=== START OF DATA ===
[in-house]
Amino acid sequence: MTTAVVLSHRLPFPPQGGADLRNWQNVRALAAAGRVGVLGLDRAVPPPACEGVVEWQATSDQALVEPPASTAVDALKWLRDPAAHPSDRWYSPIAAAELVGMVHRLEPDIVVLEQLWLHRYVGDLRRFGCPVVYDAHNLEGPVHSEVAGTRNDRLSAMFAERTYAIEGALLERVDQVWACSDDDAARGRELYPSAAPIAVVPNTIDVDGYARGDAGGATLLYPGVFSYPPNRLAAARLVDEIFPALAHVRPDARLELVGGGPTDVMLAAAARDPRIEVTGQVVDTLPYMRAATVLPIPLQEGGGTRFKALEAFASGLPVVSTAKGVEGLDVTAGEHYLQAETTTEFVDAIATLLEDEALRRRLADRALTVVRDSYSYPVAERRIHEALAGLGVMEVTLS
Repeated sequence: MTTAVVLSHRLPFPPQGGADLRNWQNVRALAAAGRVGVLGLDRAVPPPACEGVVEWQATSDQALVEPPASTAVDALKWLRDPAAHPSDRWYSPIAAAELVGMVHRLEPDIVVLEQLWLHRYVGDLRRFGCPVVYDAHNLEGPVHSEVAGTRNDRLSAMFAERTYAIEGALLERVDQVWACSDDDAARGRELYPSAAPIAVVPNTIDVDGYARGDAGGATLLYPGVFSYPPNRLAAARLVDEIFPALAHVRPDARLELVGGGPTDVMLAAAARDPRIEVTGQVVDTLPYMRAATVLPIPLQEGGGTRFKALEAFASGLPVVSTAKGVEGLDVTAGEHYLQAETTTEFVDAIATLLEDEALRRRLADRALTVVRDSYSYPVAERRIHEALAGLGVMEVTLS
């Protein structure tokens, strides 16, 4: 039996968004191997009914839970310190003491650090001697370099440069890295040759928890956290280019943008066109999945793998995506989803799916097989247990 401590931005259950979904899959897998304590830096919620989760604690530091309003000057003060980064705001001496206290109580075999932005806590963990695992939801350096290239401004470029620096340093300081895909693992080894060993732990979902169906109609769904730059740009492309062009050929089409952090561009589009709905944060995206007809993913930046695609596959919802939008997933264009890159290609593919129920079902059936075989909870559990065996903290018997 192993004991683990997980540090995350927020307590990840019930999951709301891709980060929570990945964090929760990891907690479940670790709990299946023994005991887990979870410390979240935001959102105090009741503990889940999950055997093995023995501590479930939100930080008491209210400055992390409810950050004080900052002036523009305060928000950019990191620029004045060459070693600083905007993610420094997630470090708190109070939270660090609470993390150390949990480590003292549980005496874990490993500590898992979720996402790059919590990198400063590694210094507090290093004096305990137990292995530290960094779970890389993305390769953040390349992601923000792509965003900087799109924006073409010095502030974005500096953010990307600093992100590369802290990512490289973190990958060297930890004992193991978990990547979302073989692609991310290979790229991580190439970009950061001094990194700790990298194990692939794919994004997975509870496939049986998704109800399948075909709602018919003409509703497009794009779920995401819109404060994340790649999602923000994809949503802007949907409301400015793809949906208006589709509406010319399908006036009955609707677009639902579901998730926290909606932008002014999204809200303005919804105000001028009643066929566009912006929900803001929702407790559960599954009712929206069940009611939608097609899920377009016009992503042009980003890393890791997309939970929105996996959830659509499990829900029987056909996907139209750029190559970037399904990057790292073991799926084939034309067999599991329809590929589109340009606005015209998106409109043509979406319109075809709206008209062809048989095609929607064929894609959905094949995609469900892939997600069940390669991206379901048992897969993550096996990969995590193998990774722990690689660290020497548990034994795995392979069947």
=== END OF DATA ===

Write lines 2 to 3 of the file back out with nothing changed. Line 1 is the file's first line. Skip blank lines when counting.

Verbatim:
Amino acid sequence: MTTAVVLSHRLPFPPQGGADLRNWQNVRALAAAGRVGVLGLDRAVPPPACEGVVEWQATSDQALVEPPASTAVDALKWLRDPAAHPSDRWYSPIAAAELVGMVHRLEPDIVVLEQLWLHRYVGDLRRFGCPVVYDAHNLEGPVHSEVAGTRNDRLSAMFAERTYAIEGALLERVDQVWACSDDDAARGRELYPSAAPIAVVPNTIDVDGYARGDAGGATLLYPGVFSYPPNRLAAARLVDEIFPALAHVRPDARLELVGGGPTDVMLAAAARDPRIEVTGQVVDTLPYMRAATVLPIPLQEGGGTRFKALEAFASGLPVVSTAKGVEGLDVTAGEHYLQAETTTEFVDAIATLLEDEALRRRLADRALTVVRDSYSYPVAERRIHEALAGLGVMEVTLS
Repeated sequence: MTTAVVLSHRLPFPPQGGADLRNWQNVRALAAAGRVGVLGLDRAVPPPACEGVVEWQATSDQALVEPPASTAVDALKWLRDPAAHPSDRWYSPIAAAELVGMVHRLEPDIVVLEQLWLHRYVGDLRRFGCPVVYDAHNLEGPVHSEVAGTRNDRLSAMFAERTYAIEGALLERVDQVWACSDDDAARGRELYPSAAPIAVVPNTIDVDGYARGDAGGATLLYPGVFSYPPNRLAAARLVDEIFPALAHVRPDARLELVGGGPTDVMLAAAARDPRIEVTGQVVDTLPYMRAATVLPIPLQEGGGTRFKALEAFASGLPVVSTAKGVEGLDVTAGEHYLQAETTTEFVDAIATLLEDEALRRRLADRALTVVRDSYSYPVAERRIHEALAGLGVMEVTLS